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Scientists are using Antarctica to research effects of long space missions
"You're so far removed it feels like you're standing on another planet," says Alex Kumar, who has worked there
Living there brings challenges of isolation, lack of daylight and stress
The buildings lie at the southern-most tip of the Earth, on a plateau 3,200 meters above sea level. Other than their occupants, the nearest human beings are 600 kilometers away, making it more remote than the International Space Station.
Four months of the year there is complete darkness – all day, every day.
This is the Concordia research station in Antarctica, a French-Italian facility, where up to 16 people live for one year in complete isolation – all in the name of science.
Concordia is Earth’s closest analogue to long-term space missions, making it home for various scientists from the European Space Agency (ESA). Their eventual goal? A manned mission to Mars.
“By watching how the human body and mind adapts in Antarctica, we can plan and predict what would happen in space,” says Alex Kumar, a doctor with the National Institute for Health Research, in the UK.
Kumar has visited Concordia twice to date, for both the ESA and the White Mars project, and spoke of his experiences at the recent World Extreme Medicine Expo in London. The effects of stress, changes in immunity and adapting to darkness are just a few of the challenges being explored.
The ESA is using the Concordia, and Antarctica as a whole, to reveal how well the human body will cope on the long journey to Mars.
Read: The NASA diet: Food, but not as we know it
A return mission to Mars is expected to take two to three years.
Darkness, isolation and hostility
“Antarctica is the windiest, highest, driest continent on Earth,” says Kumar, who has felt the effects of living there on both his mind and his body.
“You’re cut off from the rest of the world and in winter, completely cut off as no flights go in or out,” he adds.
Multiple factors make Concordia similar to a journey into outer space, including the long time in confinement, abnormal day and light cycles, extremely dry air, low oxygen levels, limited supplies, no access to services, and general exposure to danger. But according to Kumar, one of the most difficult aspects is the everyday monotony.
“There’s no variation in the environment, it’s dark, it’s white, and it’s bland. It’s monotonous and people really underestimate that,” says Kumar. The environment lacks any sounds, smells, or sights to keep the mind stimulated. So far, the main solution has been exercise but Kumar used writing and photography to keep his brain occupied and free of the effects of sensory deprivation.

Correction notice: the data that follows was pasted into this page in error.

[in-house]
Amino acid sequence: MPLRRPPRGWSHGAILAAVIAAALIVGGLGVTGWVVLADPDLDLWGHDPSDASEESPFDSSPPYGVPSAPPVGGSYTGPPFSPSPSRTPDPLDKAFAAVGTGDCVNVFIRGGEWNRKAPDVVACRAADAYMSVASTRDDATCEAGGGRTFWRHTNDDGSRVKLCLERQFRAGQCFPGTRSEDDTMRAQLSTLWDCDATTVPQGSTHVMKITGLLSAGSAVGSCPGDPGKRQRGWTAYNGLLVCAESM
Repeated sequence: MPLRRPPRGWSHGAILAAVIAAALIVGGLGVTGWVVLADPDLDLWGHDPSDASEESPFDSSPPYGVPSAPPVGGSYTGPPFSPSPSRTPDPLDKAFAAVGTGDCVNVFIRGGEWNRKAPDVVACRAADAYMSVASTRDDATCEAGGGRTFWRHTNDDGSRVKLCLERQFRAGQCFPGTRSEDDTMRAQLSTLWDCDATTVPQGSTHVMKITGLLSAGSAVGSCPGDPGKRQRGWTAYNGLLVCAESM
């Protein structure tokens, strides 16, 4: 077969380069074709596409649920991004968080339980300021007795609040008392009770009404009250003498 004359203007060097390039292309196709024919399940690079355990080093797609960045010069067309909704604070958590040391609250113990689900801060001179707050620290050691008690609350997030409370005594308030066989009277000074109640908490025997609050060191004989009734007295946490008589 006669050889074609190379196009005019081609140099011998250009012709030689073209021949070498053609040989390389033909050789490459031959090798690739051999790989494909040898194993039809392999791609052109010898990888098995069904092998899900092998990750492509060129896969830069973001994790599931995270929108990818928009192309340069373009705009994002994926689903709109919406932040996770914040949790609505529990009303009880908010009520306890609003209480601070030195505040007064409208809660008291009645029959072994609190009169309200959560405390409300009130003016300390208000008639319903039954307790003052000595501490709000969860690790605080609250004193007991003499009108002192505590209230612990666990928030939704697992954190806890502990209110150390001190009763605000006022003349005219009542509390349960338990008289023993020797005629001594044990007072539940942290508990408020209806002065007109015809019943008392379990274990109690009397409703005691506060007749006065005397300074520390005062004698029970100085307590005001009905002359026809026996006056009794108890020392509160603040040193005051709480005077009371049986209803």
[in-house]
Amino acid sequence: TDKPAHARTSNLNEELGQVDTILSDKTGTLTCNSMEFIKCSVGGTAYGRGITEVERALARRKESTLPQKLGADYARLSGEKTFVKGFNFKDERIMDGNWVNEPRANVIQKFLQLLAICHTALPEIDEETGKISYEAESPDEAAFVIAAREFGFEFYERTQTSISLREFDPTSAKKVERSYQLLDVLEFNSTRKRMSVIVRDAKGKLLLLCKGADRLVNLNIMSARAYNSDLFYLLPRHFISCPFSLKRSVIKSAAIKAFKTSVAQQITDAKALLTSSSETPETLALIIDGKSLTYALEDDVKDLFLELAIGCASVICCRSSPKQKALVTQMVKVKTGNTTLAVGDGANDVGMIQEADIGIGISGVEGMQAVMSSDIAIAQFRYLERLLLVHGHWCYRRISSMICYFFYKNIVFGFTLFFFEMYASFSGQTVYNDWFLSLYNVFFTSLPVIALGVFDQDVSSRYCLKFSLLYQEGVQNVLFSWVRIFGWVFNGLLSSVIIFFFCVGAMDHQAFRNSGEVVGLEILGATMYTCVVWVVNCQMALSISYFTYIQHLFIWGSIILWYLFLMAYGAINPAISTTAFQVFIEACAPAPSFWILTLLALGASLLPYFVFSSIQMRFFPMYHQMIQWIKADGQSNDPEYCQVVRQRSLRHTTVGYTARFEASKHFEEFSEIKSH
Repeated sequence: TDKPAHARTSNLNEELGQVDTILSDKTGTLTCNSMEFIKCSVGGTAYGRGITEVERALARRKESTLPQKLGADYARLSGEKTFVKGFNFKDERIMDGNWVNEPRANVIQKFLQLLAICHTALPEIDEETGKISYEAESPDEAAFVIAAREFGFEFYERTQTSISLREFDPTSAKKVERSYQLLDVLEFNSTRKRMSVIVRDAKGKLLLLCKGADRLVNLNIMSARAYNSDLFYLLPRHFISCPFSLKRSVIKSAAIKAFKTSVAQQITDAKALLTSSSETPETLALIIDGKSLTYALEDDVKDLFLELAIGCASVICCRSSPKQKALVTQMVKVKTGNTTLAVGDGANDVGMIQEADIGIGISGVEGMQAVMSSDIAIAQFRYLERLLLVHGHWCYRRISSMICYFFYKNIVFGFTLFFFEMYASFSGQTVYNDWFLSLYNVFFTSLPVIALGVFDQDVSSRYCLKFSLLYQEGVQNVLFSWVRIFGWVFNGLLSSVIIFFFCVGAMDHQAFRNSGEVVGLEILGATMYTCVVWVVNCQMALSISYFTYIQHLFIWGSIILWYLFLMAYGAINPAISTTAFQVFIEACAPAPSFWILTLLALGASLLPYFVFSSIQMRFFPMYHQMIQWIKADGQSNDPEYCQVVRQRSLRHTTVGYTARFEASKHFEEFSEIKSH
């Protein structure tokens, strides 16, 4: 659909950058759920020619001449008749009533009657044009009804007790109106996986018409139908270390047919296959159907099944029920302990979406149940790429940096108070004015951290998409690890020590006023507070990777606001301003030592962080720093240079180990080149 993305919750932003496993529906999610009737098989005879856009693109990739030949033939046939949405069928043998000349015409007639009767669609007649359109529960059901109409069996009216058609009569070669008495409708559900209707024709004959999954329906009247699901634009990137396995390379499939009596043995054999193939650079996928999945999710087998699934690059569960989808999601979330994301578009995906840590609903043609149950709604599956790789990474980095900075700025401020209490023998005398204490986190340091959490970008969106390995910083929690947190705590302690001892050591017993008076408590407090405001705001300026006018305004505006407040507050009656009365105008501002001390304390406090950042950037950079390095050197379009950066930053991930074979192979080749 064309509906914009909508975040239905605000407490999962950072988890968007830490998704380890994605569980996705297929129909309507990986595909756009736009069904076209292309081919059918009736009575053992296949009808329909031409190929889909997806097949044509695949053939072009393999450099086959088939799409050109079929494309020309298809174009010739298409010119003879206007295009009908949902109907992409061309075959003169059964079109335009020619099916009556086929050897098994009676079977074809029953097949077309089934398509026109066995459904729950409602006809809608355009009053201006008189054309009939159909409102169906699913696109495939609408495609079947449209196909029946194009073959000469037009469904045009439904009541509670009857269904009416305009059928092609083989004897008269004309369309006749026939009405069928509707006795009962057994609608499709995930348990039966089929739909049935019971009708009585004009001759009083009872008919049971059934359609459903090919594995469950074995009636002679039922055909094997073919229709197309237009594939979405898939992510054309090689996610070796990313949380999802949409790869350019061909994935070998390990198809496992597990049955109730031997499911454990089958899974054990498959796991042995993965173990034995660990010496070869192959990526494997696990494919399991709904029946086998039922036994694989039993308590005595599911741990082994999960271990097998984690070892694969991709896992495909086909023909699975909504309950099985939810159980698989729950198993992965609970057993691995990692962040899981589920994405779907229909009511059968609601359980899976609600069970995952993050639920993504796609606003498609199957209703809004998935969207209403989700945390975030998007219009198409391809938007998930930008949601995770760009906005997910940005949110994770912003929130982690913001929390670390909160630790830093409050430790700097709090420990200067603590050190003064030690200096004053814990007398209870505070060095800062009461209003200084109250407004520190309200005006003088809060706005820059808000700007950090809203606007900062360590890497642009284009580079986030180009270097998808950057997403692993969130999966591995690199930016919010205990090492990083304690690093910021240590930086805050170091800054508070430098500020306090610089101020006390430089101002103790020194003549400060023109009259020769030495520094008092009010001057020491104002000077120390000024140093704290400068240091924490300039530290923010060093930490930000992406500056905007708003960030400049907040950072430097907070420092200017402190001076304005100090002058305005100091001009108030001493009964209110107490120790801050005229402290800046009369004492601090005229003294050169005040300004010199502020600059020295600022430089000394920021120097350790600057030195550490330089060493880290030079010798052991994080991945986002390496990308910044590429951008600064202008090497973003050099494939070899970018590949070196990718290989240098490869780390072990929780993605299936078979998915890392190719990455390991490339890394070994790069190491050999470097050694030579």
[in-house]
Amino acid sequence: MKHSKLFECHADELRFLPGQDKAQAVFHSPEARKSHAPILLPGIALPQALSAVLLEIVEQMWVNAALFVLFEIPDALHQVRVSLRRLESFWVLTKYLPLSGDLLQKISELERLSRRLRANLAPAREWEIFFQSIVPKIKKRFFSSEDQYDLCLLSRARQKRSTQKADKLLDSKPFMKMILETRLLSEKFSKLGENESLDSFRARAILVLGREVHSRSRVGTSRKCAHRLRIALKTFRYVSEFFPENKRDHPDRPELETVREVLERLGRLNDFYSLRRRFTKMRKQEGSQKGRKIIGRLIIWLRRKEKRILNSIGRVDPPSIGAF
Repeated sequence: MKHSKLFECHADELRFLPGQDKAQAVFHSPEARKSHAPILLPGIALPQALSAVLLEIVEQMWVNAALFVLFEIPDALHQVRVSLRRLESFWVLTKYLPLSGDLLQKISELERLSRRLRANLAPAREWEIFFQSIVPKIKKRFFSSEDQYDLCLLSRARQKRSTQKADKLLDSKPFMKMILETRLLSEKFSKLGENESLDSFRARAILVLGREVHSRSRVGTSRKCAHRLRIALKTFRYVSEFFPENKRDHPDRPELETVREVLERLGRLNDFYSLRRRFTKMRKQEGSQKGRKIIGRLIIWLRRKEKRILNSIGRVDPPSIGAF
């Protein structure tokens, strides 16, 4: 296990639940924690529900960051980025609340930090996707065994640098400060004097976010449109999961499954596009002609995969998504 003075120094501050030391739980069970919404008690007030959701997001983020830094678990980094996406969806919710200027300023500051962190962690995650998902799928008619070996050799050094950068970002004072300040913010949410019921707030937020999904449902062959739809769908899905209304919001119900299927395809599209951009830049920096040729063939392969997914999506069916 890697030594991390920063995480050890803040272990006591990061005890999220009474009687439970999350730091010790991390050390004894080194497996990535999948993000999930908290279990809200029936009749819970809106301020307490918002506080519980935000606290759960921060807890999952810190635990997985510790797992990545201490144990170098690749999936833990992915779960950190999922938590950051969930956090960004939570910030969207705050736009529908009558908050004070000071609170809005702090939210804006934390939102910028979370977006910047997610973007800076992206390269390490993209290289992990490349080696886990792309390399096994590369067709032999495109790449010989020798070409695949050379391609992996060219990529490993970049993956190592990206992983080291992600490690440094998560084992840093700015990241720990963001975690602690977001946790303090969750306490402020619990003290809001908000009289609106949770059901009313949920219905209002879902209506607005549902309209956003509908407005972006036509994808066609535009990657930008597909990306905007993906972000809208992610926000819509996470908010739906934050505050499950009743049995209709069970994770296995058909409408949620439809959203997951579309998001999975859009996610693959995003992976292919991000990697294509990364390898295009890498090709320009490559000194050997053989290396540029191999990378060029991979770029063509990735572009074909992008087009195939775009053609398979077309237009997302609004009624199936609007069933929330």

“You’re so far removed it feels like you’re standing on another planet,” says Kumar.
NASA teams have previously used this southern expanse of ice to prepare their astronauts and scientists. “It’s good to experiment there,” says Mike Barratt, physician astronaut at NASA, who once spent six days living in a cave to gain insight into the impact of isolation.
“The psychological effects are huge,” says Barratt. These typically manifest themselves as depression and psychosis from the extreme isolation. When surrounded by such baroness, with no recognizable features, people can be left feeling distant and alone. “That sense of isolation is strong,” he says.
Astronauts eventually undertaking a Mars mission would be expected to spend two years or more in confined and harsh environments, so any changes in the brain and its behavior will be crucial to gauge before the journey.
Footage courtesy of ESA - European Space Agency
Non-stop jet lag
The lack of daylight when wintering in Antarctica can wreak havoc on the body clock, which uses daylight to maintain its 24-hour cycle. When daylight is removed, the body goes haywire.
“Your hormones start to get misplaced and this causes chaos switching you from Los Angeles to Timbuktu to Fiji time zones week by week,” says Kumar, who is also a research fellow at the University of Fribourg, Switzerland.
Such disruption can lead to people stopping eating and their brain no longer functioning effectively.
The conditions bring other problems: When placed in this stark, cold environment, the body becomes stressed and adapts to manage this – with dramatic consequences.
“When you confine people and put them in a stressed environment you see immune changes,” says Barratt. Astronauts are checked and quarantined prior to spaceflight to overcome this, but long-duration space flight could see new situations arising. “There are a lot of immune factors that change,” says Barratt.
Kumar has seen people’s health change dramatically over the Antarctic winter as their hearts struggle to cope and stress levels go up. He hopes to find out why this takes place and one day prevent it from happening. “That’s a major aim of Antarctic research,” says Kumar. “If we can find counter measures against both cognitive decline and physiological change that can be adapted to help people reach Mars.”
Gravity gets in the way
But one factor in space flight that’s missing in Antarctica is the lack of gravity. Two NASA astronauts are currently exploring the impact of zero gravity for long periods of time in a one year mission on the International Space Station (ISS), which began in March 2015. But with prolonged time in space comes greater risk, such as exposure to solar radiation, which makes Antarctica a safer – and closer – option for larger scale research.
Barratt formerly ran NASA’s human research program and the first of his two journeys into space was for just over six months. “There’s not a whole lot you can do to prepare for zero gravity,” he says.
In terms of preparation, Kumar thinks Antarctica may be enough. As he puts it: “Ultimately it’s the same as space – you have a small group of people stuck in a tin can.”